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How to Think Like A Horse: The Essential Handbook for Understanding Why Horses Do What They Do

Horse Stable and Riding Arena Design

Horse Owner's Veterinary Handbook (Howell Reference Books)

Horsekeeping on a Small Acreage: Designing and Managing Your Equine Facilities

- The Round Pen -

Most round pens are fifty to sixty feet to allow the horse to bend and achieve proper bend and balance at the walk, trot, and canter. The round pen can be used for simply exercising the horse, as a temporary paddock, a place to confine your horse while you work with it without having it tied up, and many other ideas. You should concentrate on driving the horse around the round pen at all the gaits. While you're driving your horse, you should start to notice him consider looking toward you - when this happens you should move, while backing - increasing the distance between you and the horse. This is called drawing. If he doesn't pick up on this, move back behind him and make him travel onward. Think of pulling him off the fence with an invisible rope, and to pull you must back up...try approaching and petting him. If he won't stand still, just start over and pull him in again. Remember that the ability to drive the horse forward comfortably is something you never want to lose because you've overdone the hooking on when starting out with the horse. Always encourage the horse to stand still rather than relying on exhaustion.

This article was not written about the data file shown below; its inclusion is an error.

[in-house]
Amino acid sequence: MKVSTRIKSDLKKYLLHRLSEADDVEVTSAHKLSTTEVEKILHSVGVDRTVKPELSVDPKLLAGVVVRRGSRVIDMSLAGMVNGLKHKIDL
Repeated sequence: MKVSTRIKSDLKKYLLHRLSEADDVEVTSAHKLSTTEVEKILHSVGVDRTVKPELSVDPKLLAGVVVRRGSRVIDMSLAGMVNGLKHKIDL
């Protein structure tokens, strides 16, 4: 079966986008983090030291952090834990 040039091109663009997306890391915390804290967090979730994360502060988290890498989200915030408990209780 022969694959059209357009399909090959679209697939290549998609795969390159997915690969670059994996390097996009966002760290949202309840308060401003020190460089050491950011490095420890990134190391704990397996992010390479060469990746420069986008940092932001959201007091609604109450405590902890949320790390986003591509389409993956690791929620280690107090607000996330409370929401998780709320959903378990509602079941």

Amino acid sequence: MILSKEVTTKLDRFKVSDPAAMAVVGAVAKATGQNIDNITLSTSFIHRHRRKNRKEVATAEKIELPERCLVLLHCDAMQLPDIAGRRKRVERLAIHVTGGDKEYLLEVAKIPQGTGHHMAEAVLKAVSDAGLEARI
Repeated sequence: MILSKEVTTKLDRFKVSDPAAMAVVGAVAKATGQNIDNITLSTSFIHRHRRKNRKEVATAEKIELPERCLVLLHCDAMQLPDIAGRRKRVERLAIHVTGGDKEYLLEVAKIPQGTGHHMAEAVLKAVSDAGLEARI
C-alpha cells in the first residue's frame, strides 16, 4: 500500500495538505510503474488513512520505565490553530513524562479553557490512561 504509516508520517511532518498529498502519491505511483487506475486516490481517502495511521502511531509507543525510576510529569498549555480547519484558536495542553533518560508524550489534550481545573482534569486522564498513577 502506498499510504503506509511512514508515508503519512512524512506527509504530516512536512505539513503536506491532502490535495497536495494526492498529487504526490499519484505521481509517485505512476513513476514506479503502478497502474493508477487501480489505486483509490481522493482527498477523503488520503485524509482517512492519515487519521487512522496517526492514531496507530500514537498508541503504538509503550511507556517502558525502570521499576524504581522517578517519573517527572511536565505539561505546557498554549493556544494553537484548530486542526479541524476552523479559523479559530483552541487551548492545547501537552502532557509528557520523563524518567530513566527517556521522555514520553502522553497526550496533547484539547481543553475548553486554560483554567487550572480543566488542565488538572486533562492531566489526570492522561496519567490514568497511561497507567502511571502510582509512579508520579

For a really good and informative article on the round pen while I'm working on my page, check out this website: http://www.kersur.net/~santa/rp1.html


And this one: http://www.naturalhorsesupply.com/roundpen1.shtml

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